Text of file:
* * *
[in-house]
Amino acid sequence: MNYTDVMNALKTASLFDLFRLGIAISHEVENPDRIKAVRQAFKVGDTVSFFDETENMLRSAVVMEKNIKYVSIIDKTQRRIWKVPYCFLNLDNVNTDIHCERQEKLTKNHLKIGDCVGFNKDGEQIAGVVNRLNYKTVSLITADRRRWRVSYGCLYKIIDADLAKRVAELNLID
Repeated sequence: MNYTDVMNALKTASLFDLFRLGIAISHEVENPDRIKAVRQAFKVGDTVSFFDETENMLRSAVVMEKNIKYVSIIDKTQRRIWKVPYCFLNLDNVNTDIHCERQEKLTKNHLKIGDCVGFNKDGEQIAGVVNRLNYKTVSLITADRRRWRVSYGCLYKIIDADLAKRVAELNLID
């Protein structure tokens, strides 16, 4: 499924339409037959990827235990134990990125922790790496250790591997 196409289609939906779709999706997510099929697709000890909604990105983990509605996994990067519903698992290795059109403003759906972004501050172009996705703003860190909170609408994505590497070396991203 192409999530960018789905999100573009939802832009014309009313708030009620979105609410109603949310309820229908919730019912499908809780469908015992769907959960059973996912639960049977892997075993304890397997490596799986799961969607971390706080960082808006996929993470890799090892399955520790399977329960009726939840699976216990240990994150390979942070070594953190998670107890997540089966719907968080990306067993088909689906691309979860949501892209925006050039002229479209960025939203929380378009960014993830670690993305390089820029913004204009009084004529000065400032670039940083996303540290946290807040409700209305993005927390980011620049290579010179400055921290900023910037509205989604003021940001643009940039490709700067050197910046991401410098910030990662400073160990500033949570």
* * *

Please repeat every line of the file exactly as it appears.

[in-house]
Amino acid sequence: MNYTDVMNALKTASLFDLFRLGIAISHEVENPDRIKAVRQAFKVGDTVSFFDETENMLRSAVVMEKNIKYVSIIDKTQRRIWKVPYCFLNLDNVNTDIHCERQEKLTKNHLKIGDCVGFNKDGEQIAGVVNRLNYKTVSLITADRRRWRVSYGCLYKIIDADLAKRVAELNLID
Repeated sequence: MNYTDVMNALKTASLFDLFRLGIAISHEVENPDRIKAVRQAFKVGDTVSFFDETENMLRSAVVMEKNIKYVSIIDKTQRRIWKVPYCFLNLDNVNTDIHCERQEKLTKNHLKIGDCVGFNKDGEQIAGVVNRLNYKTVSLITADRRRWRVSYGCLYKIIDADLAKRVAELNLID
């Protein structure tokens, strides 16, 4: 499924339409037959990827235990134990990125922790790496250790591997 196409289609939906779709999706997510099929697709000890909604990105983990509605996994990067519903698992290795059109403003759906972004501050172009996705703003860190909170609408994505590497070396991203 192409999530960018789905999100573009939802832009014309009313708030009620979105609410109603949310309820229908919730019912499908809780469908015992769907959960059973996912639960049977892997075993304890397997490596799986799961969607971390706080960082808006996929993470890799090892399955520790399977329960009726939840699976216990240990994150390979942070070594953190998670107890997540089966719907968080990306067993088909689906691309979860949501892209925006050039002229479209960025939203929380378009960014993830670690993305390089820029913004204009009084004529000065400032670039940083996303540290946290807040409700209305993005927390980011620049290579010179400055921290900023910037509205989604003021940001643009940039490709700067050197910046991401410098910030990662400073160990500033949570």